Tango styles, all hot, showcased
ALBANY Tango Fire served more than a warming antidote for a cold winter night. This Argentine ensemble, seen Friday night at The Egg, ignited a tango inferno with a performance that was nothing short of miraculous.
Five couples burned up the stage — the sky too — in a heart-stopping showcase of steamy traditional and acrobatic modern tango. It was a fireworks display that had audiences gasping and uncertain of their eyesight. Could it be possible for a man to flip a woman in the air so that she spins several times before she lands on his shoulders and then corkscrews down his torso and legs. That’s surely what it looked like. And that is surely why Tango Fire is breathtaking.
The fanfare was elevated by a wonderfully fluid and responsive four-piece orchestra, Quatrotango, and a super soave singer, Jesus Hidalgo, whose voice was simply smooth. The percussive music punctuated the dancers’ syncopated moves that ran from fast to slow, sharp to slithery, but always poised.
The dancers looked marvelously elegant too. The men, in suits with slicked back hair, looked debonair next to their high-heeled partners wearing dresses that had skirt slits that cut to their hip bones. The outfits, of satin, sequins, velvet and lace, gave a clear view of the feisty leg work that cut the air like dueling swords. This ubiquitous flick lends the tango a macho feel. But the long slides, with the leg stretching across the floor and the backbends of surrender defines tango as a powerful tool of seduction.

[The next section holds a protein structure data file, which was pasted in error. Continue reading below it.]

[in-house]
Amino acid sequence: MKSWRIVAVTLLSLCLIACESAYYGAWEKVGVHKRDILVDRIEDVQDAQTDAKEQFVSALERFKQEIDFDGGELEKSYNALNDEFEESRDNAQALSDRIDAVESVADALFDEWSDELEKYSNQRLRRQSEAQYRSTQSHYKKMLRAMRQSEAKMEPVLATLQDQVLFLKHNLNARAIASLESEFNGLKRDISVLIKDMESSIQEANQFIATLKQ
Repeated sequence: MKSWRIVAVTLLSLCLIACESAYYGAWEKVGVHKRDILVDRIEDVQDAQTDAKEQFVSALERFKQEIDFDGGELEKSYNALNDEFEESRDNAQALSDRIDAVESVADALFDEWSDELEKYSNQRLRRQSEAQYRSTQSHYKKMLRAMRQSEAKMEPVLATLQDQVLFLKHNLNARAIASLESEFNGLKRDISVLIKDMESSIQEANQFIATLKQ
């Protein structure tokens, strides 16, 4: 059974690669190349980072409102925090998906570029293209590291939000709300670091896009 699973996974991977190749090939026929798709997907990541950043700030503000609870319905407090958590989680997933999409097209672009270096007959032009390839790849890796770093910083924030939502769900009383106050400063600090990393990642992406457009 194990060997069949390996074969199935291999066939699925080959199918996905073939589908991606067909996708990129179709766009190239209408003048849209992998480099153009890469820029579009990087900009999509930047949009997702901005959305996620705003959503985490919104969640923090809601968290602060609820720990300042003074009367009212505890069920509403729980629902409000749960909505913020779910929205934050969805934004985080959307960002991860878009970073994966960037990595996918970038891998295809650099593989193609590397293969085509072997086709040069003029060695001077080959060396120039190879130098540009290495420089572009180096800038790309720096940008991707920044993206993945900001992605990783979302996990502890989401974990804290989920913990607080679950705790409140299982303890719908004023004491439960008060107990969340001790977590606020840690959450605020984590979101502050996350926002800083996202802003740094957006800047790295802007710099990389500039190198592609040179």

The great thing about tango, too, as opposed to other social dances, is it an art form that is beyond a step and a rhythm. It has a life of its own and each couple infuses it with their own brand.
Tango Fire has some daring personalities too. The most thrilling couple to watch was the classy German Cornejo (assistant to the choreographer) and Carolina Giannini. Their control in the pyrotechnics was amazing. Cornejo flung her out on the floor in front of him, she tumbled, with several rotations, and then sprung back between his legs and out again to land in a split with her head flung back.
Sebastian Alvarez and Victoria Saudelli were showy too, but in an overtly sexual way that diminished respect for their abilities. Their lifts, still, were astonishing.
Also enjoyable was Jose Fernandez and Melody Celatti, who tempered their dancing with a playful sweetness. Mariano Balois and Yanina Fajar (director) were sophisticated. And Juan Malizia and Florencia Roldan had a tender rapport. It was also great fun to see the group dances in which the quick switch partners and the tangle of legs are flying so fast that viewers were pleasantly bewildered.
No matter who was center stage, Tango Fire blazed brightly throughout the intoxicating night.